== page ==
September 2019 Wrap Up Pt. 1
This is almost not worth bothering with. I haven't read very many books this month. I fell behind on my reading and I didn't get to spend the weekend catching up. On the other hand, I sure hope to catch up in the second half of the month. If I do that, I don't want to end up doing a huge wrap up at the end. So, we're doing this dinky little one now.
Aquicorn Cove by Katie O'Neil - This was a cute little graphic novel about a girl who goes with her dad to help her aunt clean up after a hurricane devastated her little island village. She saves an aquicorn (think: cross between a seahorse and a unicorn) in a tidal pool and mets the aquicorns. They tell her that their home is dying because the village is no longer using sustainable fishing techniques. Also, her aunt knows the quicorn queen.
Romanov by Nadine Brandes - Brandes' last book was a fictionalization of the Guy Fawkes situation. This one takes on Anastasia Romanov. In this version, Anastasia can do a little magic. She learned it from Rasputin, but didn't learn more than a few healing spells before he was assassinated. Mostly she uses them to help her brother, Alexei, deal with the pain from his hemophilia. When she and her family are imprison in Ipatiev House during the revolution, she falls in love with one of the guards. When the family is slaughtered, she uses magic from a family heirloom to save herself and Alexei. This book plays on the fact that Alexei and Anastasia were not among the bodies in the mass grave at the bottom of a mine shaft that the rest of her family shared. Their bodies were found elsewhere. There are several instances of near-death in this book where it could have explained why those bodies were separated, but in the end they lived on, with the soldier, in an alternate reality. It was told really well, but I can't decide how I feel about it. I don't know if I like the messing around with the facts and the added magic.
Texts From Jane Eyre by Mallory Ortberg - This is a bizarre, hilarious collection of "texts" to and from famous literary characters. The Wuthering Heights ones were some of my favorite. They don't necessarily tell the stories the characters come from, which is what makes them so delightful. You have to have at least a passing knowledge of the originals to get the jokes. Luckily, they are pretty well-known stories.
Girls on the Verge by Sharon Biggs Waller - Man, this book is tough to read. It's about a girl in Texas who gets pregnant the very first time she has sex. And it's with a boy she doesn't know who promptly skips town. She tries to get an abortion, but the laws in Texas are pretty restrictive and the people she has to see to get it are all condescending and rude and try to convince her not to. Even her best friend is not supportive. She meets up with another girl who helps her get to Mexico to get a packet of pills that are supposed to induce a miscarriage, but it doesn't work. Then they hear that the laws in New Mexico are much better, and they go to New Mexico where everyone protects her right to choose and don't even require parental permission even though she's 17. Is this an accurate description of New Mexico's abortion laws? I'm not sure. The things this poor girl goes through are ridiculous and so, so hard to read.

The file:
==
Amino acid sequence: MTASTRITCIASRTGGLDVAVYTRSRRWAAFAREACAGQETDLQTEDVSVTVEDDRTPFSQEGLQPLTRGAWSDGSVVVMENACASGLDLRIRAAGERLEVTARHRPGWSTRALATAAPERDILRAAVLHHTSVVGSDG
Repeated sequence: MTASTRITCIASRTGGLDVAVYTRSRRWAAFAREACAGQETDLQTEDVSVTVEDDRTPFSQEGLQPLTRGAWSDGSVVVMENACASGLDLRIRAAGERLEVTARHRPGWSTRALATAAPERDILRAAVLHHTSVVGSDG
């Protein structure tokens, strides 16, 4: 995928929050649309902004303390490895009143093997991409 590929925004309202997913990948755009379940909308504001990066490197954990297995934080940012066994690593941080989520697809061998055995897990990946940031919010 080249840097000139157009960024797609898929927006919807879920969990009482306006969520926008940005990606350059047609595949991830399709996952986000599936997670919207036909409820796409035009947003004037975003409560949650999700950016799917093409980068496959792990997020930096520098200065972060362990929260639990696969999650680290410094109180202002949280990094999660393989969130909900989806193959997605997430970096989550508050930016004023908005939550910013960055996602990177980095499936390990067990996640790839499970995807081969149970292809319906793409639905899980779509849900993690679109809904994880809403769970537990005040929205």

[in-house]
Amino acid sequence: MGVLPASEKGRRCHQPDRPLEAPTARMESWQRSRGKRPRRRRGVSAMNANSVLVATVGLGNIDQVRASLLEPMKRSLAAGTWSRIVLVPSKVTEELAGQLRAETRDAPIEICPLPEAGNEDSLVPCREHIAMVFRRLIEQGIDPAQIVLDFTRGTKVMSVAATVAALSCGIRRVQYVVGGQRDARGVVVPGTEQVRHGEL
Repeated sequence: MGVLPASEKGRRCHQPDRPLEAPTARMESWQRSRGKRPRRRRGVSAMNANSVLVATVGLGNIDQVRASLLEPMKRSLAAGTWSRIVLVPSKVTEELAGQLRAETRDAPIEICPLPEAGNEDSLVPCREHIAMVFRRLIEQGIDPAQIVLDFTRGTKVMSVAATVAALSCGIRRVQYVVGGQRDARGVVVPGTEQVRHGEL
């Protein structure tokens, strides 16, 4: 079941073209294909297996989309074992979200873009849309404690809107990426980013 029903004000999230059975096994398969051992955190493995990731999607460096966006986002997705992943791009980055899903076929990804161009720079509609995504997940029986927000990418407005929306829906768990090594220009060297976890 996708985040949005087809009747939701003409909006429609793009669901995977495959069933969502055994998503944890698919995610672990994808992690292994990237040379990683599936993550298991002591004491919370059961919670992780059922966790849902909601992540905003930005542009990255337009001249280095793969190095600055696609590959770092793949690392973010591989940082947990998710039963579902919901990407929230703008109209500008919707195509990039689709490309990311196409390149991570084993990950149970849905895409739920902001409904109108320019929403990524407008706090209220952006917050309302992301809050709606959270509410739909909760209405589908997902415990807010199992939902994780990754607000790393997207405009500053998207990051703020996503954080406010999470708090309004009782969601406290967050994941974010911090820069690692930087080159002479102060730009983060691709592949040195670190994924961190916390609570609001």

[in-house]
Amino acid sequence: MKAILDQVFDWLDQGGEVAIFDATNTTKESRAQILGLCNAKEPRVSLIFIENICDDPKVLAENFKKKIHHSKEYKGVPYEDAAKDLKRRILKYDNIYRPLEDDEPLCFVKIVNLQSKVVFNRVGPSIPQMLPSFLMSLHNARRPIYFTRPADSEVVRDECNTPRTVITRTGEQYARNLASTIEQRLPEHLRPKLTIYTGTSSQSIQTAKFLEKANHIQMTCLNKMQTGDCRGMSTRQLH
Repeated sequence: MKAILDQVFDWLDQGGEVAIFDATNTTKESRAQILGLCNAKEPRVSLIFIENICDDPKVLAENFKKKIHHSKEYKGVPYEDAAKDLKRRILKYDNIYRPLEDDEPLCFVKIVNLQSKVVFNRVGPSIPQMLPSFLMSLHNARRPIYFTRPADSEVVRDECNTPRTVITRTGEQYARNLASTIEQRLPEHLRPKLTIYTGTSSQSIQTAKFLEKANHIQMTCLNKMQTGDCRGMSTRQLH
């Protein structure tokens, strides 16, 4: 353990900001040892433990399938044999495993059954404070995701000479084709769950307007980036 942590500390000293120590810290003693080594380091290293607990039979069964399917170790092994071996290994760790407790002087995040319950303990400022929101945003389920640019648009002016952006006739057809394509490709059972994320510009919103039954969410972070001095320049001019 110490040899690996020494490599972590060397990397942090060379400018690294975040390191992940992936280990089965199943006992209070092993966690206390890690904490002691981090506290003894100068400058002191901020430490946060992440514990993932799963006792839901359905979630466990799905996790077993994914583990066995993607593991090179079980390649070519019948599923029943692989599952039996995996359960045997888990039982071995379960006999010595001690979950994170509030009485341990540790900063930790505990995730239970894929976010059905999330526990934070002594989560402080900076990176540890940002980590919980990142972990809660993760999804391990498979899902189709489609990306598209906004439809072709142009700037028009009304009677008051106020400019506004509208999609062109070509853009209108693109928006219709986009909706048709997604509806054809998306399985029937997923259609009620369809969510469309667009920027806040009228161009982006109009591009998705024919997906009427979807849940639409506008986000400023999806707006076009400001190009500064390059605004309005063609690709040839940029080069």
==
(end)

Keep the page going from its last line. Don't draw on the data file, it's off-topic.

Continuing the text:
The Sphinx by Bernard Evslin - I read this real quick one day because I needed a book to replace the one I quit that met a Read Harder challenge. It was to read a book about mythology or folklore. So, here it is. I didn't fall in love. It was fine. It met the challenge. I'm done. This book is so old, Goodreads couldn't even be bothered to increase the size of the cover, so we get this dinky little thing.
The Pioneer by Bridget Tyler - I was looking forward to this all year. Jo is part of a team that is going to a planet to scope it out. The Earth is dying because of pollution and bad management and they have 50 years to find a new place to go. A former team had landed on this planet and then moved on to look at others, but said this might be an option. Many things go wrong on this exploration trip and Jo finds out that the previous team did not move on, they died on this planet. All except for one. She has taken up with one of the sentient groups of beings on the planet. Many people die because of space ship wrecks and this group of animals called phytoraptors who are predators. It's pretty fast-paced and there are lots of harrowing adventures. I had issues with the YA trope that, of course a group of teenagers is who saves the day, over and over again. That seems unlikely in the extreme in space.
Descendant of the Crane by Joan He - This takes place in an Ancient-China-esque land. Hesina is made queen by the death of her father, who she believes was murdered. Her first act as queen is to open an investigation into the murder of her father, which almost immediately goes awry. She doesn't know who to trust because all her friends and advisors show their true colors. There is political intrigue galore. The whole question revolves around the subjegation of "Seers" who can kind of tell the future and when they bleed, their blood flames blue. Everyone hates them, but Hesina feels it is wrong to hate someone because they are different. Only, she can't tell her people that. She has to figure out a different way to change their minds. Lots of people die. The story is brilliant. The main character is no genius, she's just trying to be the queen at a stupidly young age. There are so many little subplots that add to the story. It's just fabulous.
And that's it. Which now that I look at it, it's more books than I thought it was. Ok. 7 books isn't terrible. Maybe this wasn't a waste of time, after all. Well done, me.
What have you been reading?